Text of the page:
The freedom to critique one’s country, he felt with increasing urgency, was the role of the artist in a free nation. Trips to the Soviet Union in 1937, 1947, and 1963 as well as charges made by Communist writers that he had moved politically to the right crystallized his independent stance—Steinbeck’s Cold War was a “Duel Without Pistols” (a 1952 article he wrote in Italy after being attacked in a Communist newspaper for not objecting to the “degeneracy and brutality of American soldiers” in Korea). While American citizens and artists could voice opinions freely, he wrote, Communist artists were constrained by orthodoxy. Speak as an American critic he would, to the end of his days. That defiant patriotism informs The Winter of Our Discontent. In effect, Ethan Allen Hawley, his central character, asserts his own freedom to speak out and, in the process, replaces a hollow self with a more authentic self, however morally imperiled. What makes it such a quirky and important book is that it suggests, through Ethan’s voice, the simmering discontent of its time, the cacophony and dislocation of Cold War America, overtly a superpower, internally super powerless.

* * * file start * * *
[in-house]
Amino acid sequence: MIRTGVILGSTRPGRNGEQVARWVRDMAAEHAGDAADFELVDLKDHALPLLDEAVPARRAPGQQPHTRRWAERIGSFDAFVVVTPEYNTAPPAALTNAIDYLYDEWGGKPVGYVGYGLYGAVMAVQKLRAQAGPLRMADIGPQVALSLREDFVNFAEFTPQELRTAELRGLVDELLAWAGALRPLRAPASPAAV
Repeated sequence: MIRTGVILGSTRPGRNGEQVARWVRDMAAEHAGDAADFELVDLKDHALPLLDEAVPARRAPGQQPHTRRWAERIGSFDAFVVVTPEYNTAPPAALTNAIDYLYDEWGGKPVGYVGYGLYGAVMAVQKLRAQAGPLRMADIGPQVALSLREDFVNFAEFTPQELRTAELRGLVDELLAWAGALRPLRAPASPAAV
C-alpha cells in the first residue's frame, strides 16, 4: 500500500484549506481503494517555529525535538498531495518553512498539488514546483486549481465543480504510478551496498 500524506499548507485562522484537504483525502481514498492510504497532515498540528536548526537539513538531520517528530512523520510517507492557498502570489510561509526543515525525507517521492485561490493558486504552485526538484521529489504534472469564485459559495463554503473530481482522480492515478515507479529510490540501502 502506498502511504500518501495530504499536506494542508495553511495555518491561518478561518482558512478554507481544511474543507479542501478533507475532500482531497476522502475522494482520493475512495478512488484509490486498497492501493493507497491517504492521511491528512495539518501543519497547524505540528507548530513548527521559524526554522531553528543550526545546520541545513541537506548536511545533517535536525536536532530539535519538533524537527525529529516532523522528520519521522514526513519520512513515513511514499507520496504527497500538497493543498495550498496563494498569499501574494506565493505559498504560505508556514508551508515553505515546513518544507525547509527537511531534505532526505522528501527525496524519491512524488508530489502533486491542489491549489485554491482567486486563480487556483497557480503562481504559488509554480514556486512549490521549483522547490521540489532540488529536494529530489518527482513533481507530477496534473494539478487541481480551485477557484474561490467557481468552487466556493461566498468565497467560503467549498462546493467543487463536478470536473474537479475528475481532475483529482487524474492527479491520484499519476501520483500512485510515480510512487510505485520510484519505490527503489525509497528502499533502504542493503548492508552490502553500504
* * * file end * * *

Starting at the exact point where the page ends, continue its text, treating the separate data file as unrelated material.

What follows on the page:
I. UNDERSTANDING JOHN STEINBECK’S DISCONTENT

“A novel may be said to be the man who writes it.”
( John Steinbeck to Elizabeth Otis and Chase Horton, April 1957)

 

With a particular man in mind, Thomas Malory, John Steinbeck wrote this in 1957, one year into his three-year investigation of this fifteenth-century author of Le Morte d’Arthur, his era, Arthur’s Camelot, and Middle English manuscripts. Such layered understanding was essential, he thought, before attempting his own translation of Malory’s Arthur into modern English. But the same sentence might be written about Steinbeck himself: The Winter of Our Discontent is the restless man who wrote it. A decade-long winter of discontent is, in several senses, his own. And the project he put aside in the fall of 1959, his modern translation of Malory, informs the background of his final novel.